Today, in the era of full digital development, the expressive language of digital art seems to connect strongly with that of fashion, especially regarding the creation of artistic and promotional content. I hope that the intersection of fashion and digital art gains increasing coherence and harmony over time, moving away from what can be seen as more stylized and video game-like aspects, which, in my opinion, may not align well with the language of fashion. Instead, it should focus on the real material, historical, and conceptual aspects of clothing.
No Text Azienda: Capturing Off-White’s Visual Pulse
No Text Azienda‘s mastery in crafting compelling visual narratives made them an indispensable part of Off-White’s storytelling. Their expertise in creating captivating visual narratives has been a crucial element in Off-White’s storytelling journey. As a pioneering collective specializing in video production, No Text Azienda’s work with Virgil Abloh captured the spirit of Off-White, aligning with the cultural heartbeat of a generation. It offered a unique perspective, through which the world could appreciate Virgil’s visionary approach. Through their memories, we delve into the behind-the-scenes moments that defined these visual narratives.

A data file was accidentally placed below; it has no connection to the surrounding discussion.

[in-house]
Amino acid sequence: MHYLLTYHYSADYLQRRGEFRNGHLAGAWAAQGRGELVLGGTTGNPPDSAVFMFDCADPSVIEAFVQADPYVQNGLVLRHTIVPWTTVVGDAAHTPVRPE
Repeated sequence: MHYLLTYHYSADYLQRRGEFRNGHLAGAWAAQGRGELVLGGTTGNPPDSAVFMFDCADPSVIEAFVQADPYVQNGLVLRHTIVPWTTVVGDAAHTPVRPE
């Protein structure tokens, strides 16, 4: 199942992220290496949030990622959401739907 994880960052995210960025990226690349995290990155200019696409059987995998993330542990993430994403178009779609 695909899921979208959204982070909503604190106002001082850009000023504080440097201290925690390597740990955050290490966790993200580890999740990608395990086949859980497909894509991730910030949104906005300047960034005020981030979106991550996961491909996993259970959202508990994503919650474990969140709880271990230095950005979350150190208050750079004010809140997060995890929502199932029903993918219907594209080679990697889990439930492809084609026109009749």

Fakewhale: Could you recount the genesis of your collaboration with Virgil Abloh? What were the pivotal discussions or events that shaped the initial direction of the projects you embarked on together?
No Text Azienda: We met in Milan in 2016. Initially, we only had to film BTS during the atelier days in preparation for the show in Paris (‘Business Woman’), but surprisingly Virgil invited us to come to Paris and continue shooting… He opened the doors to a world that we had never seen in person until that moment!
From then on, we worked together for years, documenting (alongside the Kamera Kombat Team) many significant moments in the history of Off-WhiteTM fashion shows, as well as collaborating with him on independent projects (such as music videos for rappers like Lil Uzi Vert or Pop Smoke…) and his artistic projects.
Fakewhale: Can you describe the creative process when working with Virgil Abloh on Off-White video and publicity projects? What was the dynamic interplay like, and how did the conceptual ideas mature over the course of the project?
No Text Azienda: Every project with Virgil was a totalizing experience… drawing maps and taking uncharted paths was often the true focus. The final result was a consequence of that journey.
He always made us feel involved on a personal level, consistently valued our opinions, and encouraged us to do whatever we wanted to, disregarding many conventional “how-to” guidelines. We had many group chats… one of them was called “Punk Modus Operandi”.